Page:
The latest edition of Gym Visits saw yours truly make the short journey across the River Tyne to the West End of Newcastle, to visit Jobes’ Gym. We have been familiar with the work of Matt Jobes for a while now without actually making his acquaintance, in particular him being in the corner of Sam Best.
Matt is a well-known and equally well respected figure in the North East and is doing his part to increase the profile of boxing here, not just his own fighters. When we found the gym, tucked just off a main road, we were greeted by Matt and several of his team. One of whom, Keith McDonald, is largely responsible for the burgeoning relationship with Black Flash Promotions (Headed by the Black Flash himself, Pat Barrett). This partnership is certainly one to watch out for in 2017. Keith is a coach at the gym and his relationship goes back to their respective amateur experiences. He used to run a boxing gym in Alnwick and took his boxers to spar in Manchester, with those training under Brian Hughes. They included a young Pat Barrett, making his way as an amateur. Speaking to him for a few minutes was enough to know he has vast boxing experience and is extremely knowledgeable about the sport.
Due to a delay (having an actual day job away from British Boxing Blog and some hellish traffic) we missed most of the hustle and bustle associated with a boxing gym. Matt assured us that had we managed to get there on time, we would have witnessed many of the classes offered to youths in the area and several other locals who pay to use the facilities and get something resembling the experience of being a boxer. This is an offering that we have seen in most of the gyms we’ve visited, however speaking to Matt Jobes there is a warm sincerity to how he sees his role at his gym. He spoke like a father to most of the young men he works with, really taking an interest in their well-being and behaviour outside of the gym.
Unlike several gyms, there wasn’t a sole focus on the professional side of the sport but also the recreational side of the sport. That said, we did witness first hand one young amateur, Tommy, who Matt has high hopes for in the paid ranks, eventually. I will never tire of seeing boxers work the pads or spar. In this instance the teenager worked the pads with his dad while Matt sang his praises. From my untrained eye, he combined movement and spite well to leave his old man struggling to take his shots. The only one unimpressed was Tommy himself who was “always hard himself” according to the trainers. A trait that may help him on his way to professional honours.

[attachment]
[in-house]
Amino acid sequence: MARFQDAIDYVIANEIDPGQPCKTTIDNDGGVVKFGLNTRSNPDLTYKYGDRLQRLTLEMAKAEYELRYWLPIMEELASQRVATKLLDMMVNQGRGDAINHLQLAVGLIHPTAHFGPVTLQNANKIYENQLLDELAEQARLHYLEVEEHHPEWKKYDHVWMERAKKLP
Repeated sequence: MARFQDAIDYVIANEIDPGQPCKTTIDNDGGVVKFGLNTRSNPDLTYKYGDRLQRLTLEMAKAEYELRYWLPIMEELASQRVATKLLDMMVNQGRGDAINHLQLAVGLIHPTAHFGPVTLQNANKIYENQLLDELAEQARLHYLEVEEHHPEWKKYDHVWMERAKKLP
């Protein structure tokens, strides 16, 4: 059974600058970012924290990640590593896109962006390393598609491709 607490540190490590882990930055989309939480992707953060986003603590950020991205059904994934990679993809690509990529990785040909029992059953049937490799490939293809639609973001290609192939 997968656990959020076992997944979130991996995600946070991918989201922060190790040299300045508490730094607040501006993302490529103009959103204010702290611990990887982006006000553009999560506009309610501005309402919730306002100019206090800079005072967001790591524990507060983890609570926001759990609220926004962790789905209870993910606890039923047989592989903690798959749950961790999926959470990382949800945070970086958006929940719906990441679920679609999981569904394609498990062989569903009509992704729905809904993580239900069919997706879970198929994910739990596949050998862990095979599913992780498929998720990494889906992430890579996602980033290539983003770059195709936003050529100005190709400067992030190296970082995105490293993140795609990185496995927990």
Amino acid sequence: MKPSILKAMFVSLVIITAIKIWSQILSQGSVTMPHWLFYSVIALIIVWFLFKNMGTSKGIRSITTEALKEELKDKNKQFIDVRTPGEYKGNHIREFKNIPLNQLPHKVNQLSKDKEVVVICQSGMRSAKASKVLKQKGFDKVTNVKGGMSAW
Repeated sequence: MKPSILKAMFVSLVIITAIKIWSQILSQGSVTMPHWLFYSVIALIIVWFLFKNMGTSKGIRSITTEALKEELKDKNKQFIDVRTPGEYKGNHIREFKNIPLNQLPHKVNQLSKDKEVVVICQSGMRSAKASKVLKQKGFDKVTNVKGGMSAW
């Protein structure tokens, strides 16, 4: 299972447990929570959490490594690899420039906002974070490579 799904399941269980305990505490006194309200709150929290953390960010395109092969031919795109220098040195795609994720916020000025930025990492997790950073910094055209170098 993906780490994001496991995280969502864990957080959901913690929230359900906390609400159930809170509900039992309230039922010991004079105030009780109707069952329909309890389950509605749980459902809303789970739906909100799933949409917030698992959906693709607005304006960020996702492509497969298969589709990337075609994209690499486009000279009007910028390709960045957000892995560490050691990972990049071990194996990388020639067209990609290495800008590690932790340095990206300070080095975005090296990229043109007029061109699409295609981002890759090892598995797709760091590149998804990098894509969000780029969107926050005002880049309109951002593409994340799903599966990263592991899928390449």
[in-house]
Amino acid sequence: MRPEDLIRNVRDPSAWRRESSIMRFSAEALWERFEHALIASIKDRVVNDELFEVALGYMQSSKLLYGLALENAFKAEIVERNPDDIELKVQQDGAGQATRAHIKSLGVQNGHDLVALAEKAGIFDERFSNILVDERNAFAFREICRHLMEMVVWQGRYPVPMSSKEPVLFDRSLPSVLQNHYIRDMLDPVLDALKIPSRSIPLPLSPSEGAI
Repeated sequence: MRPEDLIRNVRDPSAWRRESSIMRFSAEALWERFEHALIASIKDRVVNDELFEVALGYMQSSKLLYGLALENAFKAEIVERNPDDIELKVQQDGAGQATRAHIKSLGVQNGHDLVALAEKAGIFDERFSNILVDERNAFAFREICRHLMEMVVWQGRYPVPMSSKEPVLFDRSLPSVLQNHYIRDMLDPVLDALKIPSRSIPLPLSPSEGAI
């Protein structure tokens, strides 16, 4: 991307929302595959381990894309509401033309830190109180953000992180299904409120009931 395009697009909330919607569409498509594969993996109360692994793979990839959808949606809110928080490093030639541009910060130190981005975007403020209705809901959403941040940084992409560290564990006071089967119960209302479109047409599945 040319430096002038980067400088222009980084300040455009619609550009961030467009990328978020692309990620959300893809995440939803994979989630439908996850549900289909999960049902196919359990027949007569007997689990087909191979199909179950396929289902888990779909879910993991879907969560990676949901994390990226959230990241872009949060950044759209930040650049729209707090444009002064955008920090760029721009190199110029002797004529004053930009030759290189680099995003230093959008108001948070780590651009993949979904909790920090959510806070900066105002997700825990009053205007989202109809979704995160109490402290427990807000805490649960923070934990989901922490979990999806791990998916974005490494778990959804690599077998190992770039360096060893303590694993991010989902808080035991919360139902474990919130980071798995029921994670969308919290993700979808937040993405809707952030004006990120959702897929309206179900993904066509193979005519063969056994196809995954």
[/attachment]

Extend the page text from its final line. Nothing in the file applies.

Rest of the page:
Since we visited the gym, Sam Best has lost his undefeated record with a shock defeat to the tough Pole Krzysztof Golec on a recent show held at Newcastle Racecourse. At 23, Best is certainly young enough to bounce back and had only recently returned to the ring after a sustained period of inactivity. Regardless of his previous result, Sam will continue to improve with more regular action and is still a talent to watch, going forward.
We were gutted to have missed that show, which also featured Jone TK’s first pro loss, as it promised action and delivered by all accounts. In a perverse twist of fate, this sort of local show (where local boxers don’t have things their own way) could potentially attract more fans to the sport which is the aim of Jobes Gym and Black Flash pooling resources. Pat’s nephew Zelfa featured on the bill moving to 14-0 and having that calibre of fighter box in the area can only be a good thing. The link between the North East and North West may not seem like the most logical, in terms of building local support, however it makes perfect sense in bringing talented boxers into the area. Not only for sparring, as has taken place, but also to showcase their skills to a new audience. We are biased here, but North East boxing fans are generally knowledgeable about the sweet science (some of us are anyway) and will appreciate skill regardless of where a boxer hails from. And from the boxers’ point of view, they get a great opportunity to build their reputation on a larger scale than they would normally be afforded.
We would like to offer a huge thanks to Matt and his team for welcoming us into the gym and sharing their visions and ideas for boxing. Like many others we have spoken to, Matt’s enthusiasm for the sport extends beyond a job and becomes his life. We could easily have stayed and chatted about boxing (as well as listening to tales from his own youth. One in particular ended up with him partying with Madness after a chance encounter at Eldon Square) with him for many more hours than we already did.